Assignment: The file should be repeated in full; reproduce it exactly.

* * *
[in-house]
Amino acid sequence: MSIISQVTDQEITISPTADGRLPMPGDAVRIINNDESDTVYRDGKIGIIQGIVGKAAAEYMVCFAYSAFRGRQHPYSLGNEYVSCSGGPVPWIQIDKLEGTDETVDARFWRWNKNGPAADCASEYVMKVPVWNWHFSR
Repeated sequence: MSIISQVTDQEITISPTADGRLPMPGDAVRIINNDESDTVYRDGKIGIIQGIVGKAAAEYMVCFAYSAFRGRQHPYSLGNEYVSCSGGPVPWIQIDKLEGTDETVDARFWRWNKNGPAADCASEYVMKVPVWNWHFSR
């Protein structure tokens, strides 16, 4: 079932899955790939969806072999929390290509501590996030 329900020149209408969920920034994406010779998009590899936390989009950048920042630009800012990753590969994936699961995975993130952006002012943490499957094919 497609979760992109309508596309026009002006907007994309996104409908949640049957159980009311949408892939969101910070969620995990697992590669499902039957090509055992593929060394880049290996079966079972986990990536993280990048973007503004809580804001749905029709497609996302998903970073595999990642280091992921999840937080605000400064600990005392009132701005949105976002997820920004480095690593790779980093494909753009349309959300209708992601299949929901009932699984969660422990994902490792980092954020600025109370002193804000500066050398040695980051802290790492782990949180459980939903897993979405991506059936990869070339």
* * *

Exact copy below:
[in-house]
Amino acid sequence: MSIISQVTDQEITISPTADGRLPMPGDAVRIINNDESDTVYRDGKIGIIQGIVGKAAAEYMVCFAYSAFRGRQHPYSLGNEYVSCSGGPVPWIQIDKLEGTDETVDARFWRWNKNGPAADCASEYVMKVPVWNWHFSR
Repeated sequence: MSIISQVTDQEITISPTADGRLPMPGDAVRIINNDESDTVYRDGKIGIIQGIVGKAAAEYMVCFAYSAFRGRQHPYSLGNEYVSCSGGPVPWIQIDKLEGTDETVDARFWRWNKNGPAADCASEYVMKVPVWNWHFSR
């Protein structure tokens, strides 16, 4: 079932899955790939969806072999929390290509501590996030 329900020149209408969920920034994406010779998009590899936390989009950048920042630009800012990753590969994936699961995975993130952006002012943490499957094919 497609979760992109309508596309026009002006907007994309996104409908949640049957159980009311949408892939969101910070969620995990697992590669499902039957090509055992593929060394880049290996079966079972986990990536993280990048973007503004809580804001749905029709497609996302998903970073595999990642280091992921999840937080605000400064600990005392009132701005949105976002997820920004480095690593790779980093494909753009349309959300209708992601299949929901009932699984969660422990994902490792980092954020600025109370002193804000500066050398040695980051802290790492782990949180459980939903897993979405991506059936990869070339």